VSChinese billionaire Jack Ma, according to media quoting a CNBC journalist, is not missing but “kept a low profile” in his own headquarters in Hangzhou. It is unlikely, however, that Jack, last seen in public in late October 2020, is hiding himself. There is no immediate reason for his self-isolation unless he is critically ill or has tested positive for the dreaded coronavirus. Even if he “keeps a low profile”, it must be to avoid or dodge the Xi Jinping administration following his critical the country’s financial regulators. If this is the case, it is much more serious because it would validate the apprehensions that all is not good between the technological entrepreneur and the Chinese government.
It’s no secret that Jack Ma, a school teacher and English language graduate, was inspired and learned the ropes of business in the United States, a country his government vehemently opposes as hegemonic. His leap to success and extraordinary financial strength through his 21-year-old Alibaba group of companies was mainly due to the absence of rivals and the Chinese Communist Party (CCP) concessions on economic rules and regulations. But it is also true that a section of the century-old CCP either distrusted its intentions or was uncomfortable with a wealth-hoarding business tycoon, in total violation of basic Marxist principles.
Senior CCP officials seem to be concerned about “Westernization,” the increasing use of the Internet, and the inclination towards religion among the young and old. In 2018, the State Administration for Religious Affairs, responsible for instilling the ideology of socialism, passed a rule requiring CCP members to abandon religion and be “steadfast Marxist atheists.” Xi Jinping was the head of the CPC Central Party School, which is the supreme regulatory body. Besides, one of his teachers, Cai Xia, became a bitter critic of Xi Jinping’s politics and authoritarianism, and defected to the United States. She was excluded from the party.
The Communist Party was also concerned about the growing sense of inequality among educated young people, who find it very difficult to find a balance between Marx and the market. Unable to find a solution to the growing disenchantment, the CCP sincerely feared a repeat of the Tiananmen Square incident. The party high command resorted to two quick fixes.
Change for more control
The first change was to amend the party constitution and define new rules for its cadres to call for the “withdrawal of corrupt leaders”. It was presented as being more democratic. But the rule that really changed – and was published in smaller print – was that more than 90 million party members were strictly prohibited from expressing their criticism of the CCP “in public”. Article 16 of the CCP said, “When discussing and making decisions on any matter, Party organizations must respect the principle of the subordination of the minority to the majority.” But more importantly, that hasn’t stopped members from expressing opposing views. Now, with the increase of social media, although strictly controlled and regimented by the Chinese state, Article 16 of the CCP’s Rules has been amended, prohibiting party members from publicly expressing opinions inconsistent with the decisions of the CPC Central Committee.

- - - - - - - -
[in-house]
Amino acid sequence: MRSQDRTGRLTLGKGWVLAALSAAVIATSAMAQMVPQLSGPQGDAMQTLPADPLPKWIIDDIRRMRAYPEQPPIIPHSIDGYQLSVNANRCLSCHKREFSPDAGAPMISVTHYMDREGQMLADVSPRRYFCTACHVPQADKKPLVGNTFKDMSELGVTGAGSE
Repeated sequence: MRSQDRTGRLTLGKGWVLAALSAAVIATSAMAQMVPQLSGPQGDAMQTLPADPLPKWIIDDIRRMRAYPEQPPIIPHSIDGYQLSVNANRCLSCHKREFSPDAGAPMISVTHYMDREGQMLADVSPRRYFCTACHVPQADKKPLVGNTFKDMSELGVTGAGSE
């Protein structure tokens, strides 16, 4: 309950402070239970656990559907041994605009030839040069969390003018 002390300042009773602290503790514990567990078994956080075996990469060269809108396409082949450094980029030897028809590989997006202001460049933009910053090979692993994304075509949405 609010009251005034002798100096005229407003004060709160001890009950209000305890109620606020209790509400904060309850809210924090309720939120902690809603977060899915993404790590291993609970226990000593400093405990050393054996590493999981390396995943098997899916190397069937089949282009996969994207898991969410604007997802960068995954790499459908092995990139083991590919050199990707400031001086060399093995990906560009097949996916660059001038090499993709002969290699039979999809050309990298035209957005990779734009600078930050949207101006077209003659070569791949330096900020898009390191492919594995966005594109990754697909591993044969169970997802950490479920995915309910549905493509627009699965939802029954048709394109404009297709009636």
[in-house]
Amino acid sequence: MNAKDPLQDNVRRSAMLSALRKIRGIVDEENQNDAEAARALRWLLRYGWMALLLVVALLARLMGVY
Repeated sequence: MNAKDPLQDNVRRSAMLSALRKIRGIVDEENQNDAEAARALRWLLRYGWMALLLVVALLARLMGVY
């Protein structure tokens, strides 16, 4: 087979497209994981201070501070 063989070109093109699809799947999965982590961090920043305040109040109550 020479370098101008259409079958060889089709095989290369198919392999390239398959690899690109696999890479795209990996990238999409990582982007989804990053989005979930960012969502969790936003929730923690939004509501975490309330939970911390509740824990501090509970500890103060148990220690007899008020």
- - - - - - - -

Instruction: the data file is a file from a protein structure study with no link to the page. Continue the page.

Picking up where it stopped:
Ironically, the only public platforms available were those created and controlled by the Xi Jinping government. But it was probably not yet easy to contain the growing resentment and sense of deprivation, especially among the country’s educated class.
The second major damage check was to throw a investigation in the alleged “monopolistic practices” of the company of Jack Ma and its subsidiary Ant Group, which launched the online payment system “Alipay” and began to provide loans to small and medium-sized establishments, greatly stimulating private businesses . When this was frowned upon by the existing banking system, tightly controlled by some senior CCP officials, Jack Ma ridiculed them, saying they were like “pawn shops.” Angered by these remarks, he was summoned by the regulators and ordered to behave.
What awaits Jack Ma
Needless to say, the final authority of the command structure in China rests with the party’s secretary general, Xi Jinping, who is also the leader of the People’s Liberation Army (PLA) and the president of the country, a concentration of power. and authority exercised only by Chairman Mao Zedong. After Mao’s death in 1976, his successor Deng Xiaoping, twice purged by Mao, advocated collective leadership and made systemic changes to “prevent the rise of another dictator.” Deng’s open-world policy encouraged Chinese academics and students to travel to the West and acquire technical knowledge and skills. After a first opposition, this project was adopted in the 1990s and Jack Ma can be considered as one of the main beneficiaries of this change.
The contradictions inherent in communist ideology and its inability to understand the current challenges posed by the market economy are at play in China. The leaders who were purged earlier managed to rise to the top after having “backed down” for some time. They just need to stay alive. Is Jack Ma ready to inherit Deng’s legacy? Maybe he can come back as Mikhail Gorbachev from China.
The author is the former editor of ‘Organizer’. Opinions are personal.
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